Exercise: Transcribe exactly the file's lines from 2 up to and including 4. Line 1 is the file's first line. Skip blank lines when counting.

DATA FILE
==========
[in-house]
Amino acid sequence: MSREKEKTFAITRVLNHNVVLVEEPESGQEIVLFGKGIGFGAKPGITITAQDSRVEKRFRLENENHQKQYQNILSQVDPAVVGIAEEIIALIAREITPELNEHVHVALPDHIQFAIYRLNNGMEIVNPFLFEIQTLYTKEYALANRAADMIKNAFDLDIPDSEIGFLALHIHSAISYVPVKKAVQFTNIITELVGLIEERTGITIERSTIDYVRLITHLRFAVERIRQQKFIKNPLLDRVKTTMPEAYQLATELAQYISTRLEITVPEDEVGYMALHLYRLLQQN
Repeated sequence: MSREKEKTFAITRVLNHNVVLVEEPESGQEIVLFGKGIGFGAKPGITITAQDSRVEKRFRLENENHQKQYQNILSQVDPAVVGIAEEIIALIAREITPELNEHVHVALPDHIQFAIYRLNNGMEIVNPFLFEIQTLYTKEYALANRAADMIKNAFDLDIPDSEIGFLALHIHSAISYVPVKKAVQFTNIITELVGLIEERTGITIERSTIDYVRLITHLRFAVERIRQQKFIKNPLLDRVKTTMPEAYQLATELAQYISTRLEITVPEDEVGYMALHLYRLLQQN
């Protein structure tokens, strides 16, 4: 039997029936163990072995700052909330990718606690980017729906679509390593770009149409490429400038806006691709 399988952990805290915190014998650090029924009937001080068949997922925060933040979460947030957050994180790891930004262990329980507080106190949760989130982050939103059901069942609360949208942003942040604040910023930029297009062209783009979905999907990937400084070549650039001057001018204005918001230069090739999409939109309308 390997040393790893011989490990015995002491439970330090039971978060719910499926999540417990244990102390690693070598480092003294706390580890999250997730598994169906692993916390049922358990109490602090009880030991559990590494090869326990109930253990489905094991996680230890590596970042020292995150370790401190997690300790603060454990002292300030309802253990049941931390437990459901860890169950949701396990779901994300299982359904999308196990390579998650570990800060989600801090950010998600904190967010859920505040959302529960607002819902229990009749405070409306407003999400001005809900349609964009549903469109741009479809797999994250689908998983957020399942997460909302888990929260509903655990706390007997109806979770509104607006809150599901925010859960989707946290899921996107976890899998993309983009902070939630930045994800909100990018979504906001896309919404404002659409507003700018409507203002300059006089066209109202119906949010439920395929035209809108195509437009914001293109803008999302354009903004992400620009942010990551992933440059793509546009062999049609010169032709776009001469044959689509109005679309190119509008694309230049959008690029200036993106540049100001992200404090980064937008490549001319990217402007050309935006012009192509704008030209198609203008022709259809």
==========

Amino acid sequence: MSREKEKTFAITRVLNHNVVLVEEPESGQEIVLFGKGIGFGAKPGITITAQDSRVEKRFRLENENHQKQYQNILSQVDPAVVGIAEEIIALIAREITPELNEHVHVALPDHIQFAIYRLNNGMEIVNPFLFEIQTLYTKEYALANRAADMIKNAFDLDIPDSEIGFLALHIHSAISYVPVKKAVQFTNIITELVGLIEERTGITIERSTIDYVRLITHLRFAVERIRQQKFIKNPLLDRVKTTMPEAYQLATELAQYISTRLEITVPEDEVGYMALHLYRLLQQN
Repeated sequence: MSREKEKTFAITRVLNHNVVLVEEPESGQEIVLFGKGIGFGAKPGITITAQDSRVEKRFRLENENHQKQYQNILSQVDPAVVGIAEEIIALIAREITPELNEHVHVALPDHIQFAIYRLNNGMEIVNPFLFEIQTLYTKEYALANRAADMIKNAFDLDIPDSEIGFLALHIHSAISYVPVKKAVQFTNIITELVGLIEERTGITIERSTIDYVRLITHLRFAVERIRQQKFIKNPLLDRVKTTMPEAYQLATELAQYISTRLEITVPEDEVGYMALHLYRLLQQN
């Protein structure tokens, strides 16, 4: 039997029936163990072995700052909330990718606690980017729906679509390593770009149409490429400038806006691709 399988952990805290915190014998650090029924009937001080068949997922925060933040979460947030957050994180790891930004262990329980507080106190949760989130982050939103059901069942609360949208942003942040604040910023930029297009062209783009979905999907990937400084070549650039001057001018204005918001230069090739999409939109309308 390997040393790893011989490990015995002491439970330090039971978060719910499926999540417990244990102390690693070598480092003294706390580890999250997730598994169906692993916390049922358990109490602090009880030991559990590494090869326990109930253990489905094991996680230890590596970042020292995150370790401190997690300790603060454990002292300030309802253990049941931390437990459901860890169950949701396990779901994300299982359904999308196990390579998650570990800060989600801090950010998600904190967010859920505040959302529960607002819902229990009749405070409306407003999400001005809900349609964009549903469109741009479809797999994250689908998983957020399942997460909302888990929260509903655990706390007997109806979770509104607006809150599901925010859960989707946290899921996107976890899998993309983009902070939630930045994800909100990018979504906001896309919404404002659409507003700018409507203002300059006089066209109202119906949010439920395929035209809108195509437009914001293109803008999302354009903004992400620009942010990551992933440059793509546009062999049609010169032709776009001469044959689509109005679309190119509008694309230049959008690029200036993106540049100001992200404090980064937008490549001319990217402007050309935006012009192509704008030209198609203008022709259809």